Matthew: On the guest acting front, Ethan Philips was a fine enough Ferengi. He didn't get much to do besides being incredulous. Frank Corsentino seemed like he was going for a villainous Ferengi Daimon a la "The Battle," but the script just wasn't there for him. If it hadn't happened already, his script sealed the deal on the Ferengi as buffoons instead of credible villains.

Kevin: No one really got to do anything, so it's hard to judge. As always, though, Mr. Homm is a treat. For some reason I genuinely laugh during the investigation scenes on Betazed.

Matthew: Majel Barrett is a good actress. We know this. We've seen it, in several roles. But this script stinks of vanity casting and writing, and she doesn't surmount it. She is screechy and annoying, and never really sympathetic here.

Kevin: We get into this more at length in the podcast, but I agree. When given good material, she sells it. And even when the episode sucks, I can't quite bring myself to dislike her, which is entirely to her credit.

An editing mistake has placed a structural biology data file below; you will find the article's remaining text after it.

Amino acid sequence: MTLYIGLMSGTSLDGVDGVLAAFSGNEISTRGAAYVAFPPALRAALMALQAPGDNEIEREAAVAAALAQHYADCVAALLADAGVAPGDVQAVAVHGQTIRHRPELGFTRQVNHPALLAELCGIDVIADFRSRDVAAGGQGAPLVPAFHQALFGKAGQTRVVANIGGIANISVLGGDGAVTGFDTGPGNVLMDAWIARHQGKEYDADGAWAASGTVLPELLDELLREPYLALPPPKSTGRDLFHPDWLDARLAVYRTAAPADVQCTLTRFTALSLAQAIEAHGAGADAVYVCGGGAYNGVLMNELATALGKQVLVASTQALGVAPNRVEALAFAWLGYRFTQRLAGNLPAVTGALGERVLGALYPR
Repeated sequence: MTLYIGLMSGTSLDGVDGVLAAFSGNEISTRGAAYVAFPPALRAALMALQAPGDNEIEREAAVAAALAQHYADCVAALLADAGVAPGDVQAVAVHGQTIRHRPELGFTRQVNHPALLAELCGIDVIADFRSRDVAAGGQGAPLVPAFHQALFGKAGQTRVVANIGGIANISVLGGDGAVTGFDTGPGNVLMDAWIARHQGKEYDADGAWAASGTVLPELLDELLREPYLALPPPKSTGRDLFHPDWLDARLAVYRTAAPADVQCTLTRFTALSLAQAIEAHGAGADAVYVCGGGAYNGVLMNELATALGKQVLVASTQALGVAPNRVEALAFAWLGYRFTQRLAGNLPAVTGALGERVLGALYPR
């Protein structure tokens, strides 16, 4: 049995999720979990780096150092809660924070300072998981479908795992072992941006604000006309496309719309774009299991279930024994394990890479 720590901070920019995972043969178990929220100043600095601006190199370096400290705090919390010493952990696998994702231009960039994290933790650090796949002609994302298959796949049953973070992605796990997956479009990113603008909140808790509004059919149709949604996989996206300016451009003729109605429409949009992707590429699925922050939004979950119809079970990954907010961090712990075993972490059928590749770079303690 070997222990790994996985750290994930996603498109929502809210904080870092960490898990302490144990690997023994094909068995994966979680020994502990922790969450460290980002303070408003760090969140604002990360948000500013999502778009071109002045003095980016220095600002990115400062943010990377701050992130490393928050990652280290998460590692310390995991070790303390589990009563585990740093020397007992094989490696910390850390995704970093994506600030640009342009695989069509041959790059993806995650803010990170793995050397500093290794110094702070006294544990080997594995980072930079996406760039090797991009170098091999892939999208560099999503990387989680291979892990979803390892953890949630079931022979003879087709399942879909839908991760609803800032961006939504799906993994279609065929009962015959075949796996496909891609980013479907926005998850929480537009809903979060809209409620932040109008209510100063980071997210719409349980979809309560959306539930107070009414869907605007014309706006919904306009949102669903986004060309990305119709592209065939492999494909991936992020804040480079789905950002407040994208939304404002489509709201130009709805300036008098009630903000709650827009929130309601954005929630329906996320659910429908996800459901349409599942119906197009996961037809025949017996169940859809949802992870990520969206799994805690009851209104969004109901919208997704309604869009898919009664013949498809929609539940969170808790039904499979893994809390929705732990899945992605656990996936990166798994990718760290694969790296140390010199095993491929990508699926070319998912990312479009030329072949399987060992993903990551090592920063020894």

Production Values

Matthew: The exterior location for Betazed was good. They married it well with a matte painting, showing some sort of mushroom-shaped futuristic buildings. And that was pretty much it. I felt cheated as far as seeing Betazed locations and characters.

Matthew: The Ferengi ship was uninspiring to say the least. We still don't get to see a fully-outfitted Ferengi bridge, and the brig and medical room appeared hastily thrown together. The Ferengi transporter effect also seems inexplicably different than previous uses.

Kevin: It's a sad commentary that in seven sentences, Matt literally said all there is to say in this area.


Matthew: I really, really, really dislike this episode. I frequently skip it on TNG watch-throughs. There is no sci-fi. The characters are not developed. The plot is meandering, action-poor, and lacking in tension. Every redeeming moment was sabotaged by an attack of the dum-dums. This is just a flabby piece of dog doo. It's a 1. 

Kevin: My love of Lwaxana herself may be tainted my opinion, but this is a 2 for me. It's not offensive. It doesn't destroy continuity. I mean, hell...we have Outrageous Okona a 2, and that had Joe Piscopo. I enjoy this marginally more than Outrageous Okona if only for Picard's speech at the end. That's not a lot, but it's enough to hang my hat on. That makes for a total of 3 from the two of us.


  1. Wow that was a painful podcast to listen to. There seemed to be no joy in trashing it. At least the rest of season 3 is going well:-)

  2. For some reason I thought it would be fun to trash. But really, this is just a sad, sad episode. Like Dollhouse sad.